“The world has changed since 1984,” Schilling said. “I used to have hair that I feathered back then, I don’t have that now. And so, we need to look at how the world has changed.”

Schilling supports the idea of a diploma exam program review.

jason schilling, alberta teachers, alberta teachers' association, alberta education, alberta budget, alberta schools
Alberta Teachers’ Association president Jason Schilling says diploma exam results are worth too much of a student’s final mark. (Janet French/CBC )

So does Tim Coates, a former director of diploma exams for the provincial government from 2005 to 2013. He now teaches assessment techniques to future teachers at the University of Alberta.

The 2009 government review of assessment, done during Coates’ tenure, was not a “review in any serious manner” of the diploma exam program, but a broader study of classroom assessment practices and their application to provincial standards, he said.

Coates, who is an advocate of diploma exams as a tool to create common standards, said it would be healthy to revisit the impetus for the tests.

“As long as it’s a balanced and fair review that hears from various stakeholders and is founded to a great degree in some evidence,” Coates said. “Because, it can be a very emotional issue.”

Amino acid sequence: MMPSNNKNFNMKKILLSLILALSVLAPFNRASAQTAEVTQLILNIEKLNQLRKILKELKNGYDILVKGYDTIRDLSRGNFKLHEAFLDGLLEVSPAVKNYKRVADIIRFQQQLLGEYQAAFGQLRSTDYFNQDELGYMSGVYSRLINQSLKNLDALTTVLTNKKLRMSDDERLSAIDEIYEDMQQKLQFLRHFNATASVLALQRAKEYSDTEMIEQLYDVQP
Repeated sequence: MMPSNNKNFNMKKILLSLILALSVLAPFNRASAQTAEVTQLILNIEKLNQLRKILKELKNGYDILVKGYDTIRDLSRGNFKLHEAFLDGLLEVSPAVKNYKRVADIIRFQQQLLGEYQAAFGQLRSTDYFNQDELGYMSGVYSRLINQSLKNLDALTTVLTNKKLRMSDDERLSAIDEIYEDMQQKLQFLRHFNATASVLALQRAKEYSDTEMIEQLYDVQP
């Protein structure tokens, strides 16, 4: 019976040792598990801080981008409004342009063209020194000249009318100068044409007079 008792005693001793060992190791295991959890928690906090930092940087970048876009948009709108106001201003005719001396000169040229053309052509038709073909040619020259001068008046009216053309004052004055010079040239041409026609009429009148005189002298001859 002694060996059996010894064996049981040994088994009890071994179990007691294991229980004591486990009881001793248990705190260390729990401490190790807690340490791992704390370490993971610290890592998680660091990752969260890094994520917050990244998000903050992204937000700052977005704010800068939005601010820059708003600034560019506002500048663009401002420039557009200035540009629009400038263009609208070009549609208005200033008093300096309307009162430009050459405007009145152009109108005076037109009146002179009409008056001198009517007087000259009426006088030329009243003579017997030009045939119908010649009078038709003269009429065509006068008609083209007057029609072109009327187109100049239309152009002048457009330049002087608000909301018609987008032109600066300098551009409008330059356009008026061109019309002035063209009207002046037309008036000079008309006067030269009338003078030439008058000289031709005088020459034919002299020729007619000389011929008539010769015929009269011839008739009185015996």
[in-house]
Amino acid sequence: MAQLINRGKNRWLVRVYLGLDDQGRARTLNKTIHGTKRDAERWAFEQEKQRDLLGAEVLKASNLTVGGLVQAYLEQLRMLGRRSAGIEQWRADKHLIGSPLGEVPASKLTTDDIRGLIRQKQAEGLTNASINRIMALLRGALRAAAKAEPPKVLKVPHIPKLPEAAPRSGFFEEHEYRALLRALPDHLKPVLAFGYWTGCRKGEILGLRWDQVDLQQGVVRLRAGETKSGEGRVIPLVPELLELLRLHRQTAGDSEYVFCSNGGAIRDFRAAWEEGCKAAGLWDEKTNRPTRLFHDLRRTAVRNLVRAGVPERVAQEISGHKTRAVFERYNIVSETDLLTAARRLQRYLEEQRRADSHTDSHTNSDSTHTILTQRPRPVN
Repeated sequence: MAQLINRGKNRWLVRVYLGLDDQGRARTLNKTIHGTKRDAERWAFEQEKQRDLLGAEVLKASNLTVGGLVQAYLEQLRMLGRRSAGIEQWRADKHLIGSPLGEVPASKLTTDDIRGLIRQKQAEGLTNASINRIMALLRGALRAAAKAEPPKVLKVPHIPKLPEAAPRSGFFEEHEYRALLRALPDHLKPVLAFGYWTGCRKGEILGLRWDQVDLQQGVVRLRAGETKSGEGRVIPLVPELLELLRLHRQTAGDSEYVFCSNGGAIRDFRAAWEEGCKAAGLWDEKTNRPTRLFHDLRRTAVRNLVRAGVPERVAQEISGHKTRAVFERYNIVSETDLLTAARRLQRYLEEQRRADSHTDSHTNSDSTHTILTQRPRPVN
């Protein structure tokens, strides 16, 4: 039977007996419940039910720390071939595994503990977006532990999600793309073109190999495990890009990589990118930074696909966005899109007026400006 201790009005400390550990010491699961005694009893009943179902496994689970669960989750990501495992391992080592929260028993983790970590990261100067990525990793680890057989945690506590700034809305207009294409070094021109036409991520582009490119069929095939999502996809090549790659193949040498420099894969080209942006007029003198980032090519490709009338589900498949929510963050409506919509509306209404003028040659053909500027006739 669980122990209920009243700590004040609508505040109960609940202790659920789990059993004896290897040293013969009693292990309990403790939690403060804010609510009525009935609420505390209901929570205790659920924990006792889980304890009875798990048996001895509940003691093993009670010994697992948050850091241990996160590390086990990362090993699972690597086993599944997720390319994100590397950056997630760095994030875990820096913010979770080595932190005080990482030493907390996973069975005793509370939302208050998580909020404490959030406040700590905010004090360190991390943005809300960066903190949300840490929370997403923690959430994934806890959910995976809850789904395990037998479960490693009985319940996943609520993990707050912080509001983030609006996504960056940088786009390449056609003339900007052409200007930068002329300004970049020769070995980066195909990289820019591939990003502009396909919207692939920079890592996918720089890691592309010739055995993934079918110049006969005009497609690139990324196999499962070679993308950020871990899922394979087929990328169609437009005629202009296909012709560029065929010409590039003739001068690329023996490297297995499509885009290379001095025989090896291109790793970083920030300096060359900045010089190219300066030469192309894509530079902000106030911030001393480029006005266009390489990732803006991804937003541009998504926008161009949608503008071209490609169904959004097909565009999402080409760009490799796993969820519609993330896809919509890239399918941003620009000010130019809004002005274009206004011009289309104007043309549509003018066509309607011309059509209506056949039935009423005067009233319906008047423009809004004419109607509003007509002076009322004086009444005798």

The risk that evolving technologies pose to the security of the exams is another motive to review the program, he said. Students could smuggle in invisible earbuds and have a source feed them information from outside, he said.

“Things that weren’t really imaginable in 1984 have become quite feasible in 2024,” Coates said.

The province is also phasing in computer-based exams using new software, referred to as the “digital assessment platform.”

High schools now have the option of running the written parts of English, French and social studies diploma exams on the digital platform, said Alberta Education’s Lucenko.

A previous digital diploma exam program was plagued with widespread technical failures in 2015, raising questions about the tests’ validity.

In November, Education Minister Demetrios Nicolaides told CBC News he’d have to learn more about school trustees’ reasons for wanting a diploma exam review before taking any action.

In a subsequent email statement in December, he said he’s happy to talk to education stakeholders about possible improvements.

“Alberta’s government is committed to provincial, including diploma exams, and international assessments that benchmark Alberta’s education system so we can celebrate success, and better meet the needs of students in the classroom,” his statement said. “Currently, Alberta’s government does not have any immediate plans to re-evaluate use of Diploma exams.”